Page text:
Title: Tumor: It’s In the System
Directors: Valerie McCaffrey and Cindy Pruitt
A recent Los Angeles premiere at the 16th annual Dances With Films, “Tumor: It’s in the System” joins a considerable slate of contemporary documentaries — inclusive of Peter Nicks’ raw, verité-style “The Waiting Room” — offering up a damning assessment of different elements of the American health care system. Here it’s a look at how potential alternative treatments and even cures for cancer have been suppressed since the early 1900s — the implication being that some combination of the bureaucratic regulatory system and the rapacious self-interest of capitalism have combined to incentivize managed treatment of symptoms over the long-term health of the population.
Such material has the capacity to tip over into “black helicopter” territory fairly quickly, but co-directors Valerie McCaffrey and Cindy Pruitt, despite a fevered sense of advocacy that sometimes gets the better of their editorial plotting, do a generally good job of interweaving testimonials from an array of open-minded physicians and unusual survivors whose stories belie the myth that chemotherapy is the only — or indeed, even the best — way to combat cancer.
Singer and cancer survivor Melissa Etheridge may be the film’s biggest celebrity “get,” but “Tumor: It’s in the System” is buoyed by talking head academics who do a good job of making a case for the fact that chemotherapy (which, despite an array of advances in modes of deliverance, has not much improved the odds of survival since President Nixon’s Cancer Act of 1971, which allocated $200 million in federal money for research) is generally as destructive and deadly if not more so than many forms of cancer. Tying these facts into Big Pharma’s $162 billion annual profit makes for a sometimes speculative but never spurious connect-the-dots case against the health interests of the average citizen.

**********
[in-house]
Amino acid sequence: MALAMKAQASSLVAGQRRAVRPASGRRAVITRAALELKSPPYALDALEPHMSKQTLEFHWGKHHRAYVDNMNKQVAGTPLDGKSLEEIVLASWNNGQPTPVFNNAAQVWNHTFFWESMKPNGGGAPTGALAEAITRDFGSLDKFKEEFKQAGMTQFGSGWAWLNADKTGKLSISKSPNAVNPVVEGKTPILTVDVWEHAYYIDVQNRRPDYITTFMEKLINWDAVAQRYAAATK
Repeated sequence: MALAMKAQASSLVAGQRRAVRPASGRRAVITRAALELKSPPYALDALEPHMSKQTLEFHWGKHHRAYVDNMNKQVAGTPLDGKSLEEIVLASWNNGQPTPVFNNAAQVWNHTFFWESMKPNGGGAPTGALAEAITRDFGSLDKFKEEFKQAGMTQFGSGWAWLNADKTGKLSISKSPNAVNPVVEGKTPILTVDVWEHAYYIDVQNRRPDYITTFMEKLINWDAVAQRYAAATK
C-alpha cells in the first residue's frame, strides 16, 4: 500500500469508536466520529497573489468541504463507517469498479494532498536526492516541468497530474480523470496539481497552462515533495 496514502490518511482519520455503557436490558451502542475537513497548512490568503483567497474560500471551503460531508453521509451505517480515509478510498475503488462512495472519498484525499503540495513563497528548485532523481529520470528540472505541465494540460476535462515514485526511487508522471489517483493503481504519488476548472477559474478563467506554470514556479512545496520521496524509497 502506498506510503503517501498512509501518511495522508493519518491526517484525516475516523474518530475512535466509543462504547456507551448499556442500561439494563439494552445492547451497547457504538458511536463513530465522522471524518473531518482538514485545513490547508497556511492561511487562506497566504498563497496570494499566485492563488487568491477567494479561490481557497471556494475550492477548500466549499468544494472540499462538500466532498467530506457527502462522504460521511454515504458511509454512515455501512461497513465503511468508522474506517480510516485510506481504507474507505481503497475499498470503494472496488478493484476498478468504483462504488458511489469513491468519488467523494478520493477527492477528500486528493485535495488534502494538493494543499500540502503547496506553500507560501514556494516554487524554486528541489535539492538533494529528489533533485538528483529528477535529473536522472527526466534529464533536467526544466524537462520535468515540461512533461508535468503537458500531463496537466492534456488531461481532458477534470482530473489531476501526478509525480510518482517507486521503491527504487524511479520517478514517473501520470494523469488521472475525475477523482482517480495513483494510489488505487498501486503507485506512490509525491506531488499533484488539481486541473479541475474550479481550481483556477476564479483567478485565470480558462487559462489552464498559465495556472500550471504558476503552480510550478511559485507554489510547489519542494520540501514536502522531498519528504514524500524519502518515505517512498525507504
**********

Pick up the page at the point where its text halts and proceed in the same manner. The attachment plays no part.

Divisive Gerson therapy — one feature of which is coffee enemas, used to cleanse especially the liver — is nominally the alternative remedy that “Tumor” advocates, but the film isn’t an unblinking infomercial for that rehabilitation. It presents a good bit of troubling evidence about suppressive methodology and attitudes toward so-called alternative medicine. And even if McCaffrey and Pruitt’s approach — inclusive of foreboding interstitial quotes from Claude Bernard, Thomas Jefferson, William Shakespeare and the like, as well as a strange tangent tracking down the vacated address of a Food and Drug Administration regional office — sometimes comes across as heavy-handed, it’s never less than well intentioned, and still thought-provoking.
NOTE: For more information, visit www.BecomeARevolution.com.
Written by: Brent Simon